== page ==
Magia Sexualis: Sex, Magic, and Liberation in Modern Western Esotericism

Magia Sexualis: Sex, Magic, and Liberation in Modern Western Esotericism

Magia Sexualis: Sex, Magic, and Liberation in Modern Western Esotericism

Magia Sexualis: Sex, Magic, and Liberation in Modern Western Esotericism


Sexuality and the occult arts have long been associated in the western imagination, but it was not until the nineteenth century that a large and sophisticated body of literature on sexual magic--the use of sex as a source of magical power--emerged. This book, the first history of western sexual magic as a modern spiritual tradition, places these practices in the context of the larger discourse surrounding sexuality in American and European society over the last 150 years to discover how sexual magic was transformed from a terrifying medieval nightmare of heresy and social subversion into a modern ideal of personal empowerment and social liberation. Focusing on a series of key figures including American spiritualist Paschal Beverly Randolph, Aleister Crowley, Julius Evola, Gerald Gardner, and Anton LaVey, Hugh Urban traces the emergence of sexual magic out of older western esoteric traditions including Gnosticism and Kabbalah, which were progressively fused with recently-discovered eastern traditions such as Hindu and Buddhist Tantra. His study gives remarkable new insight into sexuality in the modern era, specifically on issues such as the politics of birth control, the classification of sexual "deviance," debates over homosexuality and feminism, and the role of sexuality in our own new world of post-modern spirituality, consumer capitalism, and the Internet.


If this secret [of sexual magic], which is a scientific secret, were perfectly
understood, as it is not by me after more than twelve years’ almost constant
study and experiment, there would be nothing which the human imagination
can conceive that could not be realized in practice.

Aleister crowley, The Confessions of Aleister Crowley

What is peculiar to modern societies is not that they consigned sex to a shadow
existence, but that they dedicated themselves to speaking of it ad infinitum,
while exploiting it as the secret.

Michel foucault, The History of Sexuality, volume 1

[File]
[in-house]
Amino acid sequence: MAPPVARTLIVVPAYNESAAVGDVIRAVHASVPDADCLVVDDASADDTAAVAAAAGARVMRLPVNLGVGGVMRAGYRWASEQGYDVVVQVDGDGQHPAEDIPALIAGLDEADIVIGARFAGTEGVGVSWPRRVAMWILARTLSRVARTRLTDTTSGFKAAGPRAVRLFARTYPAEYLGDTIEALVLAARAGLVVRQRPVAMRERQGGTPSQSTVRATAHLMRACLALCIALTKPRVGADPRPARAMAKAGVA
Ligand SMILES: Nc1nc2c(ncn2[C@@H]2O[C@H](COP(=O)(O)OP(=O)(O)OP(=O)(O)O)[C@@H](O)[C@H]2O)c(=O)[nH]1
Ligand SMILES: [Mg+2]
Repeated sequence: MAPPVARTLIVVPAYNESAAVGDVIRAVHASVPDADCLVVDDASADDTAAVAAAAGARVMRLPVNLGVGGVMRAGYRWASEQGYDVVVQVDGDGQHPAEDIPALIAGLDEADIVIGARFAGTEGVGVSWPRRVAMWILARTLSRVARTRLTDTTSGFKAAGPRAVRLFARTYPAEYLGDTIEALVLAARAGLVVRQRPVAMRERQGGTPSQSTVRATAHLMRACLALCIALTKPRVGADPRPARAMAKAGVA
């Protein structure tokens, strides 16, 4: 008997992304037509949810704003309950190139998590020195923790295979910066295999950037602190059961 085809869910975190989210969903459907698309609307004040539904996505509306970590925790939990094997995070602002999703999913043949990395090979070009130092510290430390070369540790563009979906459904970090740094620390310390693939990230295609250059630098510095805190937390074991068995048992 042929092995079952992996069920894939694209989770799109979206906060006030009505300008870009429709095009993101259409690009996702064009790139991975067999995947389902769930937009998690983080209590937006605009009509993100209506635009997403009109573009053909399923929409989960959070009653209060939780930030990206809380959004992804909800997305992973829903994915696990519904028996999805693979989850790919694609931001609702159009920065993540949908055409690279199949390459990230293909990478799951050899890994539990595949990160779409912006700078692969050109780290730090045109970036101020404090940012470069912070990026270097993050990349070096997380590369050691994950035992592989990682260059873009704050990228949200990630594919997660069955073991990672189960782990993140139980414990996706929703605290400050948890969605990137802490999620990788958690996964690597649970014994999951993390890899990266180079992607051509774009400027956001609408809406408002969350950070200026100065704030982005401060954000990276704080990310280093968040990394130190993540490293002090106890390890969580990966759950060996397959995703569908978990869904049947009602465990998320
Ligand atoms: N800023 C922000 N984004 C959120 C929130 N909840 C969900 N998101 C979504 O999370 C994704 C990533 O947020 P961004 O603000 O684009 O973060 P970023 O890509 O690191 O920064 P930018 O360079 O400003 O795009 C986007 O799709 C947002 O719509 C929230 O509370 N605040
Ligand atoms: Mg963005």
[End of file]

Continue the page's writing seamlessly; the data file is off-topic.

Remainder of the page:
It might seem at first somewhat surprising and not a little ironic that the period of the late nineteenth century—the Victorian era, with its rather restrictive attitudes toward the human body and sexuality—gave birth to a large body of literature on the subject of magia sexualis. the same period that saw the proliferation of medical manuals on deviant sexuality, such as Richard von Krafft-Ebing’s Psychopathia Sexualis, also saw the proliferation of a growing body of occult works on “affectional alchemy” and the mysteries of sexual intercourse as a profound source of spiritual and magical power. However, as Michel Foucault has argued, the Victorian era was by no means simply an era of prudish repression and denial of sexuality; on the contrary, the nineteenth century witnessed an unprecedented explosion of discourse about sex, which was now categorized, classified, debated, and discussed in endless titillating detail. a key part of this discourse on sexuality, I would suggest, was the new literature on sexual magic, which spread throughout the United States, England, and Western Europe from the mid-nineteenth century onward.

Sexuality and the occult arts had, of course, long been associated in the Western imagination. Since at least the time of the Gnostic heresies, and continuing with the persecution of the Templars and the Cathars and the witch hunts of the late Middle Ages, illicit sexuality was often believed to go hand in hand with secret ritual and the black arts. and in various schools of Western esotericism, from Jewish Kabbalah to the Renaissance magic of Marsilio Ficino and the Enlightenment mysticism of Emanuel Swedenborg . . .

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